Closing Implementation Gaps
A review of The Art of Action, by Stephen Bungay.(originally published by Booz & Company)
The Art of Action: How Leaders Close the Gaps Between Plans, Actions and Results
By Stephen Bungay
Nicholas Brealey Publishing, 2011
In The Art of Action: How Leaders Close the Gaps Between Plans, Actions and Results, Stephen Bungay, director of the Ashridge Strategic Management Centre in London, integrates military history and management to help us understand the essence of implementation and its challenges. Bungay, also an acclaimed military historian, begins by describing a disease endemic to large organizations — the inability to translate elegantly phrased plans into action. He identifies three symptoms: a “knowledge gap” between plans and outcomes, an “alignment gap” between plans and actions, and an “effects gap” between actions and outcomes.
Corporate leaders usually respond to these symptoms by trying to fill the gaps with more detailed information, instruction, and control, respectively. But this just makes the situation worse by hampering their employees’ ability to take effective action toward a common goal. A better cure, argues Bungay, is to address the root causes of the disease by embracing a discipline of execution.
For an understanding of the causes, the author turns to the thinking and practices of the famed German General Staff as exemplified by the writings of Carl von Clausewitz (1780–1831) and the practices of Helmuth von Moltke (1800–1891). That formidable institution, defunct since 1945, continues to inspire military establishments around the world with the sheer competence of its practitioners. From the military perspective, the root causes of the three gaps are imperfect information, faulty communication, and external factors, such as weather and accumulating complexity and risk. The solution is what the Prussians called auftragstaktik (or “mission command”), a discipline that requires the mastering of command skills by individuals at all levels, as well as the setting up of organizational processes. When this is translated to a business setting, the author calls it directed opportunism.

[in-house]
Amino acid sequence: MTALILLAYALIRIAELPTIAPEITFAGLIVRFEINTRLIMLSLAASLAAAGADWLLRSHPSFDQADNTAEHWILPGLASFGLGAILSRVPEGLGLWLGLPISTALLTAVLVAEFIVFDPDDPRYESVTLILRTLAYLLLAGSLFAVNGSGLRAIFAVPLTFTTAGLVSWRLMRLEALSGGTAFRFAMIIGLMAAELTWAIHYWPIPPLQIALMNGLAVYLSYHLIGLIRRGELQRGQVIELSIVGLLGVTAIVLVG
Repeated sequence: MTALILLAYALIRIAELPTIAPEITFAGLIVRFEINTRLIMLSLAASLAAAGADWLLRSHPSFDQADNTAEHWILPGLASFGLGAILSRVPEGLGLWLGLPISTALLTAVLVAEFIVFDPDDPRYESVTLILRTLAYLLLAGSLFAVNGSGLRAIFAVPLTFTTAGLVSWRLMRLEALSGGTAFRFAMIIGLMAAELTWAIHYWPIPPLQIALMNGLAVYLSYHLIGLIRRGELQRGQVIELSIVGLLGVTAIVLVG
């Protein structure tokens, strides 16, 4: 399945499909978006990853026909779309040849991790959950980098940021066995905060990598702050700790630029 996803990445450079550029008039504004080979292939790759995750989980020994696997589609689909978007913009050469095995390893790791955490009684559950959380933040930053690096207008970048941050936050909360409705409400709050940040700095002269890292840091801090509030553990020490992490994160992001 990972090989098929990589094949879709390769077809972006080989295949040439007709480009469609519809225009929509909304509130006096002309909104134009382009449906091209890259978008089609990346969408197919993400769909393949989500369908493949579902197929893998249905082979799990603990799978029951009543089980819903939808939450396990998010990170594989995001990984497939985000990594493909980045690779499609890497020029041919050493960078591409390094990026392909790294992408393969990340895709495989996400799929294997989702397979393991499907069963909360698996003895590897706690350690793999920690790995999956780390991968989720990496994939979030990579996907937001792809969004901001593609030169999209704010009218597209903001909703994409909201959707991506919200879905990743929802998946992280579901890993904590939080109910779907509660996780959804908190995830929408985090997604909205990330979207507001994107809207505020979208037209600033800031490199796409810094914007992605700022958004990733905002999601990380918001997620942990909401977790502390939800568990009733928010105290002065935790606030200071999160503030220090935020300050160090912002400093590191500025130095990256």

Practiced up and down the corporate hierarchy, directed opportunism closes the knowledge gap by issuing no command and making no plan that is more detailed than allowed by the circumstances of the commander. No distinction is made between strategy development and execution — decisions and actions coevolve. Directed opportunism closes the alignment gap by ensuring that the broad intent of commanders is conveyed as clearly as possible, while allowing subordinates to decide not whether to obey the order but how best to carry it out. Thus, the effects gap is closed by people at the appropriate levels of the organization being granted freedom of action within the bounds set by the intent. The result is a cascade of intent informed by learning at all levels of the organization, such that the emphasis of action moves from “plan and implement” to “do and adapt.”
The dynamics of directed opportunism are similar to those of the Toyota production system. For example, Bungay’s template for strategy briefings includes feedback from bottom to top, and bears some resemblance to the famed Toyota A3 report — a seven-step problem-solving process arranged on a single sheet of paper roughly 11 by 17 inches. It is less clear how directed opportunism works in a management context. The faux management sessions presented by the author, in which executives grope forward to eventually find their way, are the book’s least satisfactory sections. They suggest that the approach would have to be inculcated in staff in the same rigorous ways used by the German General Staff and Toyota.
One intellectual hurdle that the author acknowledges: If directed opportunism is to be embraced as a practice, we have to overcome a knee-jerk antipathy to the idea of command. This response is surely a legacy of our experience of authoritarian leaders whose orders went far beyond what they could know, who allowed their subordinates no discretion, and who were intolerant of feedback that even hinted that they might be wrong. More generally, this antipathy can be seen as a lack of appreciation for and acceptance of the adaptive role that the use of power can and must play in every successful organization. To overcome this, Bungay suggests that we add the function of directing to the familiar duo of leading and managing. The resulting “executive trinity” aids our understanding of what the legitimate role of power is in organizations and how it might be exercised.
- David K. Hurst is a contributing editor of strategy+business. His writing has also appeared in Harvard Business Review, the Financial Times, and other leading business publications. Hurst is the author of Crisis & Renewal: Meeting the Challenge of Organizational Change (Harvard Business School Press, 2002).